After these months of waiting, this is all!
Hope, dead, lies coffined, shrouded in despair,
With all the blessings of the outer air
Forgot, ’neath the black covering of a pall.
Only the darkening of the woodland ways,
A heart’s low moaning over wasted days.
The world to-day is radiant, as I ne’er
Could picture it in wildest dreaming, when
For long, long hours I lay in flowery glen
Or wooded copse, and tried in vain to tear
The glamour from my eyes, and face the glare
And tumult of the busy world of men.
I staked my all, and won! and ne’er again
Can my blest spirit know a heart’s despair.
And yet—and yet—why should it
be that now,
When all my heart has longed for is at last
Within my grasp, and I should be at rest,
A ghostly Something rising in the glow
Of Love’s own fire, an uninvited guest,
Taunts me with just one memory of the past!
The sky, grown dull through many waiting days,
Flashed into crimson with the sunrise charm,
So all my love, aroused to vague alarm,
Flushed into fire and burned with eager blaze.
I saw thee not as suppliant, with still gaze
Of pleading, but as victor,—and thine arm
Gathered me fast into embraces warm,
And I was taught the light of Love’s dear ways.
This day of triumph is no longer thine,
Oh conqueror, in calm exclusive power.—
As evermore, through storm, and shade, and shine,
Your woe my pain, your joy my ecstasy,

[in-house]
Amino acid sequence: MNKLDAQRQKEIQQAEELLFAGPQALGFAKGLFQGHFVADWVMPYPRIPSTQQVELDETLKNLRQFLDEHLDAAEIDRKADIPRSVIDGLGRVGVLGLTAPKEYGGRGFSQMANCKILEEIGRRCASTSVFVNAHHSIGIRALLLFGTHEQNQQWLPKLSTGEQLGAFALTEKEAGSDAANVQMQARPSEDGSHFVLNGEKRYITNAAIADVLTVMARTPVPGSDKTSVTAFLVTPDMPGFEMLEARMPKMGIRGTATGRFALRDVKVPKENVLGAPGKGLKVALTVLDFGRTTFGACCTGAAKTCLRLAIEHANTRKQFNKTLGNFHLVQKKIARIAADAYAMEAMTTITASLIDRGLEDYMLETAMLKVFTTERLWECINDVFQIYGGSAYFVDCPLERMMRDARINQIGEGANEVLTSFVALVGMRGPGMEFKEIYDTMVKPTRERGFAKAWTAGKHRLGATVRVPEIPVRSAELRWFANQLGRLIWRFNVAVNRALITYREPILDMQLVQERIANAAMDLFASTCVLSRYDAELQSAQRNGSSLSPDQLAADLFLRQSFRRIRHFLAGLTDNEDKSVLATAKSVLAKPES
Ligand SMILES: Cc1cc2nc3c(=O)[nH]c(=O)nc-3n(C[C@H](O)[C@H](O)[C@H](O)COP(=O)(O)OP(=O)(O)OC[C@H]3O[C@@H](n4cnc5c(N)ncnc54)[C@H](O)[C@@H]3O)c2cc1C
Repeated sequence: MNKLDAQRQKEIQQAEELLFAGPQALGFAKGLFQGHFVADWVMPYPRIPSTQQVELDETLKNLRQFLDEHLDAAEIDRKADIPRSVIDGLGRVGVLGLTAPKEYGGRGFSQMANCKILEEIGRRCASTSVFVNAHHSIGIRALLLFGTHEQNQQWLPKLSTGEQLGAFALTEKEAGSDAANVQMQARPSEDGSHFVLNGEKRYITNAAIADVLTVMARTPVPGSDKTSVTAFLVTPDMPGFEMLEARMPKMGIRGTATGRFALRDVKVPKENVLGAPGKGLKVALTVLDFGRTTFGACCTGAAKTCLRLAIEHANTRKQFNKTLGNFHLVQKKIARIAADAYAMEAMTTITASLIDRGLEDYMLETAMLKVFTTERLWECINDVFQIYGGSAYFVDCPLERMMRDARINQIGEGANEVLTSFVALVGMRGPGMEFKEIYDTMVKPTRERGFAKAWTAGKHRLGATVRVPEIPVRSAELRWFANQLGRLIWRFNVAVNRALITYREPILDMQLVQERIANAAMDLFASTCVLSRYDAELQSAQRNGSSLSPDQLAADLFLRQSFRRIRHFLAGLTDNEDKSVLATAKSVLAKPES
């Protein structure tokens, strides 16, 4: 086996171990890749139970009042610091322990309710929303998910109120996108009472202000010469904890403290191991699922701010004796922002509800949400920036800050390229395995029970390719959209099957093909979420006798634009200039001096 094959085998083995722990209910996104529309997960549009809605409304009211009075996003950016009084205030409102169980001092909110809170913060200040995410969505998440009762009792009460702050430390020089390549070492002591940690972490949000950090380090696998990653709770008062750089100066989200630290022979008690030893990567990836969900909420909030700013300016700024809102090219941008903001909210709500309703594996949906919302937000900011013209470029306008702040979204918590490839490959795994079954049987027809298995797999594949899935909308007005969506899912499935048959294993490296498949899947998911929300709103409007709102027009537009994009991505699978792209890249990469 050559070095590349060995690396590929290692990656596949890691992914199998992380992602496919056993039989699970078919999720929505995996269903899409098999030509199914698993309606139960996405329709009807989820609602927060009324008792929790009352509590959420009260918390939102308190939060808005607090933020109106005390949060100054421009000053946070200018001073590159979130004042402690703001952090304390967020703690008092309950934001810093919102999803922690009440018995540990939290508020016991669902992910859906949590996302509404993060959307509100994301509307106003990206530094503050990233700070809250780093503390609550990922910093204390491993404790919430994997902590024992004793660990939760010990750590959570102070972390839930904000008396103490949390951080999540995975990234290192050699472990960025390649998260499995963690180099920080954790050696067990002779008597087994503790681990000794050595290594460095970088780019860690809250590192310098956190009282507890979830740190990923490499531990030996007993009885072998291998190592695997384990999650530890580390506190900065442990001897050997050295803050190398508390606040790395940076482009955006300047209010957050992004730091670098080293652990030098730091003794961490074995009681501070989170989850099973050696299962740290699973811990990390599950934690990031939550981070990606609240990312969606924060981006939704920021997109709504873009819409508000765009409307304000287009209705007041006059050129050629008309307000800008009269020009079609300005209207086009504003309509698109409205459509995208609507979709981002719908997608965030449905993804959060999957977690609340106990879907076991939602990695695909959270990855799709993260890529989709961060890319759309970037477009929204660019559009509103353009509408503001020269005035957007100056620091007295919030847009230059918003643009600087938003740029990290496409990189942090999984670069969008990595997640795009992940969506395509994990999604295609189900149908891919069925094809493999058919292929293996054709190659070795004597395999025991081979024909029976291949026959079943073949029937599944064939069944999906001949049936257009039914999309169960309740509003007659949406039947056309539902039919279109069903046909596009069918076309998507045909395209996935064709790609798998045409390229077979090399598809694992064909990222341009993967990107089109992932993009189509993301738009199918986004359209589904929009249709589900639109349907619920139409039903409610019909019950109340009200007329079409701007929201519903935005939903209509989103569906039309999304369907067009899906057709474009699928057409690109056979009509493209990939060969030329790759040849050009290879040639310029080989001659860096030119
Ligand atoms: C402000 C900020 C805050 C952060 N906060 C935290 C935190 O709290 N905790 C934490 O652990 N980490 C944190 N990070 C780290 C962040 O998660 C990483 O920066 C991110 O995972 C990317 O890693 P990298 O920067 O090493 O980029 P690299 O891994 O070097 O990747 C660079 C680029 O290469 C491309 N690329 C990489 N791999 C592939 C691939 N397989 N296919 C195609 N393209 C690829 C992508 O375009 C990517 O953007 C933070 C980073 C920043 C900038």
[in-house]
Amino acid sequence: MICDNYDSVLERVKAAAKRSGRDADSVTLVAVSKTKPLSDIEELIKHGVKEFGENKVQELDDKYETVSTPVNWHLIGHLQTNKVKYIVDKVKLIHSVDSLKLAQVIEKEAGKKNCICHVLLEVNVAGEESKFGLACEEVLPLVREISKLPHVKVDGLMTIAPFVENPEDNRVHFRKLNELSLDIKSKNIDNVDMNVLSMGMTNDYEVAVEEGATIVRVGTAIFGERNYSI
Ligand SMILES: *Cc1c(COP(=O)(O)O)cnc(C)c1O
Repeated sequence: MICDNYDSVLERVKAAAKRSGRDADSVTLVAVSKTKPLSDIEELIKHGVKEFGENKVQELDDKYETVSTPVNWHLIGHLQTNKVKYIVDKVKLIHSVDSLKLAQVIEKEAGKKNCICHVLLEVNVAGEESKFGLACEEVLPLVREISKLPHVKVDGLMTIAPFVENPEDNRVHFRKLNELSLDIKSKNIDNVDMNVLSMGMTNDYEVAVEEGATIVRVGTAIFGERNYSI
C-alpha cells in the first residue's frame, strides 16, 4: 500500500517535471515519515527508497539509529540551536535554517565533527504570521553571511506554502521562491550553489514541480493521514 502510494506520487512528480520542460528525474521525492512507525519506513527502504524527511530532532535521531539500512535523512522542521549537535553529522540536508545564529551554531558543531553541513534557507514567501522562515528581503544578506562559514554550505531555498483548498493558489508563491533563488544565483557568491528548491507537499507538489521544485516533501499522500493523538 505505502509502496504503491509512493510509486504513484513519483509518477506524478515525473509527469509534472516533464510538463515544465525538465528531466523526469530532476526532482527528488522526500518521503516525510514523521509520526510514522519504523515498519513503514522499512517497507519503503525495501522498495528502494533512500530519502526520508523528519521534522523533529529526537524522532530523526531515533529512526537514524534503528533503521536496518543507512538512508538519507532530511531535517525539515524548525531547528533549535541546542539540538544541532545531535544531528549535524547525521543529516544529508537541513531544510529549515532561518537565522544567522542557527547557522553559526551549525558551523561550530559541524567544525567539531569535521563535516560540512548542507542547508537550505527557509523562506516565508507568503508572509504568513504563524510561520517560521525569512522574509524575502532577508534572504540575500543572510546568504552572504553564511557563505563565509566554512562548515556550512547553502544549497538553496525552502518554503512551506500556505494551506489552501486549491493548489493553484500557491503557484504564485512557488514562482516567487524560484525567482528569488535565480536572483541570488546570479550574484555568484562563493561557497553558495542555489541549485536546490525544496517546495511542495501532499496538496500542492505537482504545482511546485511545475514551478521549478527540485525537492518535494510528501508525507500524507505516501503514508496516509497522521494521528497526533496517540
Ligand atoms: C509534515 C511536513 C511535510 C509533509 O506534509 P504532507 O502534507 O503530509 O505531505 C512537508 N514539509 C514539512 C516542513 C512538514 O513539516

We breathe together,—so this blessed hour
Of self-surrender makes my jubilee!
RONDEAU.—I WILL FORGET.
I will forget those days of mingled bliss
And dear delicious pain,—will cast from me
All dreams of what I know can never be,
Even the remembrance of that parting kiss.
I knew that some day it would come to this
In spite of all our sworn fidelity,
That I must banish even memory,
And, sorrowing, learn to say, nor say amiss
I will forget.
I register this vow, and am content
That it be so. Ah me!—yet, if the door
Shut on our heaven might be asunder rent
Even now, and I could see the way we went,
I might retract my vow, and say no more
I will forget.
RONDEAU.—WHEN SUMMER COMES.
When summer comes, and when o’er hill and lea
The sun’s strong wooing glow hath patiently
Shed o’er the earth long days his golden dower,
And then, by force of his own loving power,
Drawn the hard frost, and left it passive, free
To give forth all its sweets untiringly,
Shall not the day rise fair for thee and me,
And all life seem but as an opening flower
When summer comes?